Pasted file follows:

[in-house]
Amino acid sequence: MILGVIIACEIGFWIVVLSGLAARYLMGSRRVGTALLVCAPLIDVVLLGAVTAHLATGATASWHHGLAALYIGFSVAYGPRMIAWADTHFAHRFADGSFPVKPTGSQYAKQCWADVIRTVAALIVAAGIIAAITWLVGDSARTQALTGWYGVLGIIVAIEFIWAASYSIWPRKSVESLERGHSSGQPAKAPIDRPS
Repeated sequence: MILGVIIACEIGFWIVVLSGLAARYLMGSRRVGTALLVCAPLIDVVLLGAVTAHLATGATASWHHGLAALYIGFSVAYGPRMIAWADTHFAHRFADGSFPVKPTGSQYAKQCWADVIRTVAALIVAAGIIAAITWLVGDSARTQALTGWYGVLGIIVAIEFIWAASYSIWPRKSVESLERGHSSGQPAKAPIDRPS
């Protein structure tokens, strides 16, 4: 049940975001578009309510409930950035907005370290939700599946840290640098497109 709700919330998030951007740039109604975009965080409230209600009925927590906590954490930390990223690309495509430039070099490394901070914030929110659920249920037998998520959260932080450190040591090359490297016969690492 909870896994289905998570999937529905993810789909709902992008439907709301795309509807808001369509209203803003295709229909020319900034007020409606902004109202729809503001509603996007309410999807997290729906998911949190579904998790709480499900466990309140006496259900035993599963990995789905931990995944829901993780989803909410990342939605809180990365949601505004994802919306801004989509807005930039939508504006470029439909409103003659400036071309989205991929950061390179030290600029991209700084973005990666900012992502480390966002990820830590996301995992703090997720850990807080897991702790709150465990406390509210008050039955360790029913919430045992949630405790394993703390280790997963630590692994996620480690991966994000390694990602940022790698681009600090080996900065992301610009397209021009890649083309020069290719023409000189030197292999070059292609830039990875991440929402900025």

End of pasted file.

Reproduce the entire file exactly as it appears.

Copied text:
[in-house]
Amino acid sequence: MILGVIIACEIGFWIVVLSGLAARYLMGSRRVGTALLVCAPLIDVVLLGAVTAHLATGATASWHHGLAALYIGFSVAYGPRMIAWADTHFAHRFADGSFPVKPTGSQYAKQCWADVIRTVAALIVAAGIIAAITWLVGDSARTQALTGWYGVLGIIVAIEFIWAASYSIWPRKSVESLERGHSSGQPAKAPIDRPS
Repeated sequence: MILGVIIACEIGFWIVVLSGLAARYLMGSRRVGTALLVCAPLIDVVLLGAVTAHLATGATASWHHGLAALYIGFSVAYGPRMIAWADTHFAHRFADGSFPVKPTGSQYAKQCWADVIRTVAALIVAAGIIAAITWLVGDSARTQALTGWYGVLGIIVAIEFIWAASYSIWPRKSVESLERGHSSGQPAKAPIDRPS
């Protein structure tokens, strides 16, 4: 049940975001578009309510409930950035907005370290939700599946840290640098497109 709700919330998030951007740039109604975009965080409230209600009925927590906590954490930390990223690309495509430039070099490394901070914030929110659920249920037998998520959260932080450190040591090359490297016969690492 909870896994289905998570999937529905993810789909709902992008439907709301795309509807808001369509209203803003295709229909020319900034007020409606902004109202729809503001509603996007309410999807997290729906998911949190579904998790709480499900466990309140006496259900035993599963990995789905931990995944829901993780989803909410990342939605809180990365949601505004994802919306801004989509807005930039939508504006470029439909409103003659400036071309989205991929950061390179030290600029991209700084973005990666900012992502480390966002990820830590996301995992703090997720850990807080897991702790709150465990406390509210008050039955360790029913919430045992949630405790394993703390280790997963630590692994996620480690991966994000390694990602940022790698681009600090080996900065992301610009397209021009890649083309020069290719023409000189030197292999070059292609830039990875991440929402900025």